“We’re running behind, so we’ll be there early.” says the FedEx call center rep. Something in my head tells me that makes no sense: ‘… late, so it’ll be there early‘. Have I stumbled into a reverse universe or something? Is today opposite day (my kids love those)?
Here’s what had happened: I ordered a Christmas present online and was surprised when it got shipped the day I placed the order. I had selected ground service, because I had not expected that kind of efficiency. In addition to that I was not going to be home for a few days around Christmas, so I had planned to make it a late gift anyway. Now that I see the package is in transit, I’m checking the FedEx website wondering, if I can maybe have the package held at the FedEx location, so I can go and pick it up or if I can change the delivery address, since I won’t be home on the scheduled delivery day. Yesterday the package was still in Chattanooga.
I check again this morning and the site says: “On FedEx vehicle for delivery, scheduled to be delivered on Monday, 12/23.” I call FedEx and that’s where I get my answer: “We’re running behind, so we’ll be there early.” 30 minutes later, I hear the truck show up at my house.
FedEx delivers their cheapest package 3 days early.
FedEx had no reason what-so-ever to get this package to me early. I had not paid for overnight service, nor the added fee for a Saturday delivery (I don’t think Ground packages are ever delivered on Saturday), but FedEx knows Christmas is a busy time for them, but instead of saying: “Everyone will understand that we’re busy. Packages are gonna be late. That’s just how it goes around Christmas.” Nope, that’s not there attitude FedEx has and by the way here is what they did to prep for last years busiest season of the year.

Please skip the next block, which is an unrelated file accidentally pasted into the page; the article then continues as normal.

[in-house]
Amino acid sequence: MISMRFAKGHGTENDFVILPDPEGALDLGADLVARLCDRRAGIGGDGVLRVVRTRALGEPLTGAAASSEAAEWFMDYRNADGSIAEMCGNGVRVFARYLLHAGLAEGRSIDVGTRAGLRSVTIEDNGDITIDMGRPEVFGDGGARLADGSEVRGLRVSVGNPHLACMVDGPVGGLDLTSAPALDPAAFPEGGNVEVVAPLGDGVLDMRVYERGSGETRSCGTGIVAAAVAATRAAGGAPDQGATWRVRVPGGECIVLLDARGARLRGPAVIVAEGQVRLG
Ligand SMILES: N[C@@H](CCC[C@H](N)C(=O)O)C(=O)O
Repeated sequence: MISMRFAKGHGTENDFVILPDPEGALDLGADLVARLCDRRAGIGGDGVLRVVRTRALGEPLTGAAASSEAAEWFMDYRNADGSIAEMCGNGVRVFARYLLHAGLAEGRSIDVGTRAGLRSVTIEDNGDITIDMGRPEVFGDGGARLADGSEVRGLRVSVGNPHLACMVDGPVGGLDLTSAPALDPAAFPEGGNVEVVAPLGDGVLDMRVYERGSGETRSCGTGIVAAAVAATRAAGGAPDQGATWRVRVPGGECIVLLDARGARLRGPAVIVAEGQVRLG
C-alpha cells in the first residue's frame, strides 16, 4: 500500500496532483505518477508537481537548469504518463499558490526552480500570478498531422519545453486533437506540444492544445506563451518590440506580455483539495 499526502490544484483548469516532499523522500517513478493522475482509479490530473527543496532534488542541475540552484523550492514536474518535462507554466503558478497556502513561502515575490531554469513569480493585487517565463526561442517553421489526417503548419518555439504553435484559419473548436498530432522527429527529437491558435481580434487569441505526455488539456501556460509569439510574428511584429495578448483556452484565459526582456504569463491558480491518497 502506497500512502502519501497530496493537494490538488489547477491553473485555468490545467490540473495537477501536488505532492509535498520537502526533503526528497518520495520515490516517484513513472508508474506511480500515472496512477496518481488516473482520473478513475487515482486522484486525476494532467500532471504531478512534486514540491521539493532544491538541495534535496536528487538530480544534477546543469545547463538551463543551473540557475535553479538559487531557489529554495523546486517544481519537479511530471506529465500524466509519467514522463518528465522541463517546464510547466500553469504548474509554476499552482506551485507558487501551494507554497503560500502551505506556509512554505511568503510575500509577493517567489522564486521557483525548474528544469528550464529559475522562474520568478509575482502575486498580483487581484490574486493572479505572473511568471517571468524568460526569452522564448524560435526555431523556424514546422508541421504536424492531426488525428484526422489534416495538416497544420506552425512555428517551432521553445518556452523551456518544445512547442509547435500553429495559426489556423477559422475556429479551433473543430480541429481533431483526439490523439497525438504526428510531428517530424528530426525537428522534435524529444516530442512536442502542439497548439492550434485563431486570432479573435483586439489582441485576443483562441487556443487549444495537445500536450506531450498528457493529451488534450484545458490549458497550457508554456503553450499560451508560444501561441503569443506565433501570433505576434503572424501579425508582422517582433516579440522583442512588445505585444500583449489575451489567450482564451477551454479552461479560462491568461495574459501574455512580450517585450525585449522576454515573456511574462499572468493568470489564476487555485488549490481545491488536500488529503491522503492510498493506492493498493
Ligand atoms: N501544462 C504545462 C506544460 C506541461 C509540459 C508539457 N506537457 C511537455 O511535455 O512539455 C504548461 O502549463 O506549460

Did it cost FedEx extra money to get me that package. Yes. Did they have to do it? No. Was I expecting them to do it? Absolutely not. Am I happy they did? You betcha. Why am I writing about it? I’m blogging about this, because it made my think about how I treat my customers. I constantly try to under promise and over deliver to my clients, but I’m impressed how FedEx over-delivered (no pun intended).
When the pressure is on, face tight deadlines, work with small budgets and are confronted with impossible situations, do you tell yourself that your client will understand, if you break your commitment? Or do you figure out a way to blow their expectations out of the water? Out of all the days of the year, this is the one week, where I anyone would totally understand, that a shipping company would not go out of their way to get me a package early. (I mean do you think UPS would do this? No. [Sorry, but I’ve experienced time and time again that UPS does not go out of their way for their customers.] Do you think the United States Postal Service could do it, if they tried? Don’t make me laugh.)
You know that you should put our customers first (especially if you run a successful small business). But how far ahead of you do you put your customers? FedEx put me 3 days ahead of their written commitment. That’s impressive on any day of the year. That’s customer service that over-delivers. But for them to pull that off during the busiest week they’ve ever had, makes me a very loyal customer and more than that – an advocate for their brand.
Tell me in the comments how you over-deliver to your customers, so that they want to be fierce advocates for your brand?